Personally, I’ve found the “invest in what you know” idea as a great way to get started. When I’m scanning the market for new opportunities and potential investments, I naturally gravitate to names I recognize. And there is nothing wrong with that – as long as I make sure that every stock I consider goes through the rest of my analysis process, which includes a thorough check of the company’s fundamental profile and real value proposition right now. That’s what leads me to Tootsie Roll Industries (TR), the stock in my headline for today’s post. Every American kid knows the name, as well as practically every kind of candy or gum the company makes. The interesting thing about this small-cap stock, however is how strong their fundamentals are, and how attractive the stock’s long-term opportunity could be. It might even be good enough to pass muster for Mr. Lynch.
Fundamental and Value Profile
Tootsie Roll Industries, Inc. and its subsidiaries are engaged in the manufacture and sale of confectionery products. The Company offers a range of candy, chocolate and bubble gum brands. Its products are marketed in a range of packages deTRned to be suitable for display and sale in different types of retail outlets. The Company sells its products under the brand names TOOTSIE ROLL, TOOTSIE POPS, CHILD’S PLAY, CARAMEL APPLE POPS, CHARMS, BLOW-POP, CHARMS MINI POPS, CELLA’S, DOTS, JUNIOR MINTS, CHARLESTON CHEW, SUGAR DADDY, SUGAR BABIES, ANDES, FLUFFY STUFF, DUBBLE BUBBLE, RAZZLES, CRY BABY, NIK-L-NIP and TUTSI POP (Mexico). As of December 31, 2016, its products were sold through approximately 30 candy and grocery brokers and by the Company itself to customers throughout the United States. Its customers include wholesale distributors of candy and groceries, supermarkets, variety stores, dollar stores, chain grocers, drug chains, discount chains and cooperative grocery associations. TR’s current market cap is $1.1 billion.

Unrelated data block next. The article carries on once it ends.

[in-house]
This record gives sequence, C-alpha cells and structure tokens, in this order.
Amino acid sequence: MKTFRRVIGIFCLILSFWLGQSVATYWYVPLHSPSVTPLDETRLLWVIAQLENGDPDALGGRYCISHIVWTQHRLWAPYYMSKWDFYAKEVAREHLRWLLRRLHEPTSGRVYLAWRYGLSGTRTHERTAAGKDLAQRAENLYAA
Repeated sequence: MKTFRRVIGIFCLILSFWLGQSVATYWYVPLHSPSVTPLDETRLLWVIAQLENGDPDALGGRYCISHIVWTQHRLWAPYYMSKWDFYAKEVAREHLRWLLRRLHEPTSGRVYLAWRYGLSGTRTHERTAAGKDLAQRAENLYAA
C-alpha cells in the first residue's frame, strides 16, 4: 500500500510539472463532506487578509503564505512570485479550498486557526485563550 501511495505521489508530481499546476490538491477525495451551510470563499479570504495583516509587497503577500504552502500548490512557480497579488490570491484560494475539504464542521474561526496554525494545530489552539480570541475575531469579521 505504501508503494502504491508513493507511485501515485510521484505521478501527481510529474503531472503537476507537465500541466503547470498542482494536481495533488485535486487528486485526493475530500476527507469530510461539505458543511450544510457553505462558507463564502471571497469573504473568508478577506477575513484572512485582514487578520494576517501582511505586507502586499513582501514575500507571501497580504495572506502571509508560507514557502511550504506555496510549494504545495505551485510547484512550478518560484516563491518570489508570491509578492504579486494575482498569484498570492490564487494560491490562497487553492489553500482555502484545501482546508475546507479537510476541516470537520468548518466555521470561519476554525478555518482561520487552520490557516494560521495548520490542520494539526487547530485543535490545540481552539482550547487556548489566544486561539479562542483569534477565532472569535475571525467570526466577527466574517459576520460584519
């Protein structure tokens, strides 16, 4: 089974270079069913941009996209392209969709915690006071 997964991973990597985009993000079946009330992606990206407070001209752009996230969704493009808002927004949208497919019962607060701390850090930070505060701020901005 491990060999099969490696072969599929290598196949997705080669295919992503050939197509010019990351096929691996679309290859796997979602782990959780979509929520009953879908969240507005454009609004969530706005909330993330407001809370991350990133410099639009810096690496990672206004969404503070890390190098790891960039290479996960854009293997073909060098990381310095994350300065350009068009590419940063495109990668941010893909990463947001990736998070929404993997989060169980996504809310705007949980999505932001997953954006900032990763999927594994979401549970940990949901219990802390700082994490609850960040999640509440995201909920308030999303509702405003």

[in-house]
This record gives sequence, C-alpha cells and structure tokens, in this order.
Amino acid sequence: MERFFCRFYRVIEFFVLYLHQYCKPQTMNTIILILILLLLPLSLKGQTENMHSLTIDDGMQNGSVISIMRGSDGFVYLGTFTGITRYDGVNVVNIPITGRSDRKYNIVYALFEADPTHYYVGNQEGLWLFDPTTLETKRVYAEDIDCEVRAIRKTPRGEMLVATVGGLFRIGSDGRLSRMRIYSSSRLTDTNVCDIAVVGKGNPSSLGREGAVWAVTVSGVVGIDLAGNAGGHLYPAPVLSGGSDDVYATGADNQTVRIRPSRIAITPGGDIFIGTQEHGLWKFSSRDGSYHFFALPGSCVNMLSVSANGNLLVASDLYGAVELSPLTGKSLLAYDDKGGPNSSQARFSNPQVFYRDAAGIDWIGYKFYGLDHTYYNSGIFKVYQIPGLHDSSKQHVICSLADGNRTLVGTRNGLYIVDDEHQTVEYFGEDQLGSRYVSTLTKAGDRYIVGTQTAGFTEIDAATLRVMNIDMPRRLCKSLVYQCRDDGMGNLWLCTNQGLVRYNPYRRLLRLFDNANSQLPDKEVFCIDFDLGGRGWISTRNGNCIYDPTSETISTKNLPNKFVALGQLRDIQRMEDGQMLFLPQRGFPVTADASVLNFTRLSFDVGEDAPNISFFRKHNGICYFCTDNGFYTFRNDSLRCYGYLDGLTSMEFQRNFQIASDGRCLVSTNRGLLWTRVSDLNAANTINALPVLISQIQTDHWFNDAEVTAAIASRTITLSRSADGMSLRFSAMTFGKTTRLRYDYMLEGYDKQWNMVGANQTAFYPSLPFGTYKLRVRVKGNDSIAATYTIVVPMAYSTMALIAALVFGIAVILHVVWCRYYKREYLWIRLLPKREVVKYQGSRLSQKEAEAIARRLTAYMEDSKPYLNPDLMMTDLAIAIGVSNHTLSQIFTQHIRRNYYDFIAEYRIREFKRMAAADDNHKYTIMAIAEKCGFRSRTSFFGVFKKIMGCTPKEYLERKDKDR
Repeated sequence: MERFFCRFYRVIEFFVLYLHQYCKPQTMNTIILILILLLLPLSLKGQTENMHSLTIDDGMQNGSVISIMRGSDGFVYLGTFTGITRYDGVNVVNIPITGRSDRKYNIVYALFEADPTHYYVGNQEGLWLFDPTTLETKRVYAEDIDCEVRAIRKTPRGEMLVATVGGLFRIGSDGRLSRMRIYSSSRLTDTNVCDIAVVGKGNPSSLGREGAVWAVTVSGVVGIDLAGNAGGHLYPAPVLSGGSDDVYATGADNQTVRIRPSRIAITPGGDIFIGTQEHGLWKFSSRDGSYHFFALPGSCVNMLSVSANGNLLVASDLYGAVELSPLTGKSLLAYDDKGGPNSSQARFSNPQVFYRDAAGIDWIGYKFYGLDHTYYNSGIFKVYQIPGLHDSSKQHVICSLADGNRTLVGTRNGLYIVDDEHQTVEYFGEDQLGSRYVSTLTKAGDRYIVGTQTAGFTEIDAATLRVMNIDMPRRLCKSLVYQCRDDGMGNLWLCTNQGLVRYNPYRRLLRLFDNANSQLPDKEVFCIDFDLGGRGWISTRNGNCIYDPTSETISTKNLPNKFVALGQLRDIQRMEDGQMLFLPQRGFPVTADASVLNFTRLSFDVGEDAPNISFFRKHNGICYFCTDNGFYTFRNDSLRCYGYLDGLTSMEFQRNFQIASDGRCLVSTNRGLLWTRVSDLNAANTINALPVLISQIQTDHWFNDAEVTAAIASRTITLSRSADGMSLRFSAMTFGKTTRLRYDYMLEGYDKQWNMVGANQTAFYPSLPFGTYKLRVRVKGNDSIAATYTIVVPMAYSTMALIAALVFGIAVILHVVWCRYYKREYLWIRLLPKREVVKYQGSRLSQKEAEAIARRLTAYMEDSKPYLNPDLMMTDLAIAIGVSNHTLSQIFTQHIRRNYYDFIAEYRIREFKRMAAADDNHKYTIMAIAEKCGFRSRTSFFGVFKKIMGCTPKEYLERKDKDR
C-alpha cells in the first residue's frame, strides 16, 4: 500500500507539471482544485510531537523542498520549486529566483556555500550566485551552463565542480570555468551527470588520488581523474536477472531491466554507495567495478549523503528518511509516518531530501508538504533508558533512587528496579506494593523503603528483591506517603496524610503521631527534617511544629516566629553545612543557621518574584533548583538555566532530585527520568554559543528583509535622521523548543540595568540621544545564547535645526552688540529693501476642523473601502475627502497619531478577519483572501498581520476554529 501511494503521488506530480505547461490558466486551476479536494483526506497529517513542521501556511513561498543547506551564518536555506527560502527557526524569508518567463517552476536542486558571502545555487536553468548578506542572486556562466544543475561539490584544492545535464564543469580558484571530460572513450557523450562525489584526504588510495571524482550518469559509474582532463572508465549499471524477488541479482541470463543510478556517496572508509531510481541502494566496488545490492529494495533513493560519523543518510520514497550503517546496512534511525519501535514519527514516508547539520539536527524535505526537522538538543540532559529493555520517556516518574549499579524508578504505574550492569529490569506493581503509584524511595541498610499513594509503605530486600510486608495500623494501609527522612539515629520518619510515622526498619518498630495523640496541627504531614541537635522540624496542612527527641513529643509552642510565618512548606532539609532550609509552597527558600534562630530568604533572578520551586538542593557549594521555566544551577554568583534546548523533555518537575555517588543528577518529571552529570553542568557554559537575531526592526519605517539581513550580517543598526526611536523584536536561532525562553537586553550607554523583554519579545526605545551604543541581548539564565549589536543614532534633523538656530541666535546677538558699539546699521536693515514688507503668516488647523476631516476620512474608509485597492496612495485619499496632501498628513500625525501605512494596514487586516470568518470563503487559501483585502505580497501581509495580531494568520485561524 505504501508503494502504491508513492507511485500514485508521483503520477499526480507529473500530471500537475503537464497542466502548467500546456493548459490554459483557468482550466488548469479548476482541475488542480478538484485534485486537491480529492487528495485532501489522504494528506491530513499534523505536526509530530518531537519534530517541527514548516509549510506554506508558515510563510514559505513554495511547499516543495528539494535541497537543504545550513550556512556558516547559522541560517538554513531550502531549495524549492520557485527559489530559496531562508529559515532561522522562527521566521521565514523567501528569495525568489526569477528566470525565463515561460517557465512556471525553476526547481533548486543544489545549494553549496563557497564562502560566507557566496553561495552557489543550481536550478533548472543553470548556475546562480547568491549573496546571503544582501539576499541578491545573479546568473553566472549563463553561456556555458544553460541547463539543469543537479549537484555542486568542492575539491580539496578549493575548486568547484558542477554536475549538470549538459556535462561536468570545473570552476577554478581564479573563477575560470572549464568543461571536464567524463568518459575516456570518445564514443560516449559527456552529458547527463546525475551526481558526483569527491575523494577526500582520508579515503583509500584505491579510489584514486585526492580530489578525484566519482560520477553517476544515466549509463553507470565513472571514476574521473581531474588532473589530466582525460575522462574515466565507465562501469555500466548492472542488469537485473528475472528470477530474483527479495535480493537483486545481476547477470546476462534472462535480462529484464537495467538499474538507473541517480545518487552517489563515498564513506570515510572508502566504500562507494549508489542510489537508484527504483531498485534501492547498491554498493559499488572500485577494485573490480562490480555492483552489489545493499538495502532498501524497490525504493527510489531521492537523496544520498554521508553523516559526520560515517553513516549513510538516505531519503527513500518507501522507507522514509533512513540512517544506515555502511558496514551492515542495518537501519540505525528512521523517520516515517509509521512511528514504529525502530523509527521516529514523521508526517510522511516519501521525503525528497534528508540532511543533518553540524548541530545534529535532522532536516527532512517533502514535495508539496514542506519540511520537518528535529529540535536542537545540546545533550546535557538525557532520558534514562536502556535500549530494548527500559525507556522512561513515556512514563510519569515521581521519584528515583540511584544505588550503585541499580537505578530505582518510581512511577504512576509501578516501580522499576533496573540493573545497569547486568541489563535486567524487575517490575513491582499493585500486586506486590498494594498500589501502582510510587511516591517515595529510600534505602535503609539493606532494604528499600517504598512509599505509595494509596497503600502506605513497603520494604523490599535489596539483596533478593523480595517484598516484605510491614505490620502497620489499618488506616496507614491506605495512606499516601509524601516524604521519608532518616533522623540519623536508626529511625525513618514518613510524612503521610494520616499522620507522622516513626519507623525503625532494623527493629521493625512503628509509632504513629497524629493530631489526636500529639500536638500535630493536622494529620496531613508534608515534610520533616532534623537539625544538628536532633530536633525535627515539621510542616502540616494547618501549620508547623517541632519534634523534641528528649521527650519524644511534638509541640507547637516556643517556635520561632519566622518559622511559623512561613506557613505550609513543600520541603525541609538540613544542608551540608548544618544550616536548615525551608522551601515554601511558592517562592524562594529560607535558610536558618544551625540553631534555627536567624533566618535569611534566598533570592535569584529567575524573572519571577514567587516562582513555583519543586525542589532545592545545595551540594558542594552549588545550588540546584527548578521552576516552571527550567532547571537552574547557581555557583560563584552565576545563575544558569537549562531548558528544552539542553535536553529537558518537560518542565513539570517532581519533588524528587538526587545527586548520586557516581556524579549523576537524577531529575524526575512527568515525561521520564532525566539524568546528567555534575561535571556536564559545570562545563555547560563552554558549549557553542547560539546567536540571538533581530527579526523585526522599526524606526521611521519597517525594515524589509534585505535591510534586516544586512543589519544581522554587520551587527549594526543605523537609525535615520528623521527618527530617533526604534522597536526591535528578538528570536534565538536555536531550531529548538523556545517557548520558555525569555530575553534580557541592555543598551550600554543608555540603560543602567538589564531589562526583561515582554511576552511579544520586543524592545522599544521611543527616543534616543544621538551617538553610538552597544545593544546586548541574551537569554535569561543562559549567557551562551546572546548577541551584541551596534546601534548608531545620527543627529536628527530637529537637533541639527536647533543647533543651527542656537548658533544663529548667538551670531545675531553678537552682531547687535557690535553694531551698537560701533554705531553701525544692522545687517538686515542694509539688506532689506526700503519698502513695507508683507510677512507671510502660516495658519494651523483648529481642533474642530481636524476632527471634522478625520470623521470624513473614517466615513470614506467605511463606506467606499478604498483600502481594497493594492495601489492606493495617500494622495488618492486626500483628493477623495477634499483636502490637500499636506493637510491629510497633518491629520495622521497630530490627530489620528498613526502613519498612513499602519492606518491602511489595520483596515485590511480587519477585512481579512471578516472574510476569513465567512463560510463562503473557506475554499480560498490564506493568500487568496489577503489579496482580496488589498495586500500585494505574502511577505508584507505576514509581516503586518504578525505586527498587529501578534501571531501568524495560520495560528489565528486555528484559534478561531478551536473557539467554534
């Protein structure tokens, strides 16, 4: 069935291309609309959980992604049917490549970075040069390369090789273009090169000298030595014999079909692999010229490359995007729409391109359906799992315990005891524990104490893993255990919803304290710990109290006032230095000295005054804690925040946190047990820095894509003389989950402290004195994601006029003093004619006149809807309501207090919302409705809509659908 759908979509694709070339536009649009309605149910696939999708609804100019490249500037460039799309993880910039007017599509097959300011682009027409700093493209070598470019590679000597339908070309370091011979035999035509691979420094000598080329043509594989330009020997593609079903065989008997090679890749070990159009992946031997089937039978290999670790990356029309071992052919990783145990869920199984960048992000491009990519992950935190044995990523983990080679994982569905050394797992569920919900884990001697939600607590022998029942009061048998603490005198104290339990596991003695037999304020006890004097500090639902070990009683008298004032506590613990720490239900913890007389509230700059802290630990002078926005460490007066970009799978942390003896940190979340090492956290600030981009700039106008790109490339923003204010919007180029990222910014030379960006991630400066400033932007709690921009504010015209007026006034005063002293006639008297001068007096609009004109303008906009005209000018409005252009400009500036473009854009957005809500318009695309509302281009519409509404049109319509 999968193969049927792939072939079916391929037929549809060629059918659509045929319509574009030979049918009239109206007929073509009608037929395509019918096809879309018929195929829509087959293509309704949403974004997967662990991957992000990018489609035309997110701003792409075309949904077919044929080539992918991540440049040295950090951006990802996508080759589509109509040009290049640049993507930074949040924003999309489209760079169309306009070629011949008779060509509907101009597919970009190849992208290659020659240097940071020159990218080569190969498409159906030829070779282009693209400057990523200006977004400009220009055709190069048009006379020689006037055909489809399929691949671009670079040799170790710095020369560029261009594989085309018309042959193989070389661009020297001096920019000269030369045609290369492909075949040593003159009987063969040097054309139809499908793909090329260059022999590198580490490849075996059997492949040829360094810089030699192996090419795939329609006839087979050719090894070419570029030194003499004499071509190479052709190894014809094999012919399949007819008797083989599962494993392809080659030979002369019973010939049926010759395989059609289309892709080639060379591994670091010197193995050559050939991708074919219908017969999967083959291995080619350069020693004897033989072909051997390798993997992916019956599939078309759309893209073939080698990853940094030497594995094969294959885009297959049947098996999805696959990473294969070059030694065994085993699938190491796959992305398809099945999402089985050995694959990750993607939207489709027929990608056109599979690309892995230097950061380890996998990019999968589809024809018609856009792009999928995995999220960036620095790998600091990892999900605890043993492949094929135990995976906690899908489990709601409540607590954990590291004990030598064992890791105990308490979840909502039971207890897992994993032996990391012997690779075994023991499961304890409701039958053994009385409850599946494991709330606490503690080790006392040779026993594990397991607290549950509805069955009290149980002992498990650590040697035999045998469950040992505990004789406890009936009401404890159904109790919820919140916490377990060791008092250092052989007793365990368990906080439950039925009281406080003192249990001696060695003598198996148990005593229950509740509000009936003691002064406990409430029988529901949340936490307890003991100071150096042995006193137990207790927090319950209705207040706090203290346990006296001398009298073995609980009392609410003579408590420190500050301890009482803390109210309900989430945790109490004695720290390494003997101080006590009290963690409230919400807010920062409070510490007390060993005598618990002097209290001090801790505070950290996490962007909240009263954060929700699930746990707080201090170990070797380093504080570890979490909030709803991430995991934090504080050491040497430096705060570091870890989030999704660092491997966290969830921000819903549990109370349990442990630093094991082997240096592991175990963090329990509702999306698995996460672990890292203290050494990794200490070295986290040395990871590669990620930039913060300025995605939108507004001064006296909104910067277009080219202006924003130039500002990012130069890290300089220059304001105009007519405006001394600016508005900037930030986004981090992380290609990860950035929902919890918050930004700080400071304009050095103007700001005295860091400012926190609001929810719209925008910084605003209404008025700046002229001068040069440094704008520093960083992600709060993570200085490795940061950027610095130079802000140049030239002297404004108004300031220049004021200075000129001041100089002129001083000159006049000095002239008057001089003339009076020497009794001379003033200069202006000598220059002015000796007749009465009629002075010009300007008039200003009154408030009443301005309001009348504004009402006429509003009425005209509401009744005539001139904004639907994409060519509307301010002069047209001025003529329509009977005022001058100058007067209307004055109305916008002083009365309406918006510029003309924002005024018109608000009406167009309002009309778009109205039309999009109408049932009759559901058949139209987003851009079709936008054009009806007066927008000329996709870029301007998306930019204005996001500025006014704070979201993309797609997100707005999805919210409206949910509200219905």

- Earnings and Sales Growth: Over the last twelve months, earnings decreased a little over 13%, while sales growth saw a negligible increase of about .7%. The picture has gotten much better in the last quarter, where earnings increased more than 23%, while sales increased 4.7%. The stock operates with a pretty healthy margin profile; over the last twelve months, Net Income was nearly 15% of Revenues, and while it narrowed in the last quarter, it remains solid at nearly 10%.
- Free Cash Flow: TR’s free cash flow isn’t incredibly impressive, since it translates to a Free Cash Flow Yield of a little less than 2% of the stock’s market cap; however when you consider that the stock’s balance sheet has carried no long-term debt since June of last year, this becomes a much smaller concern.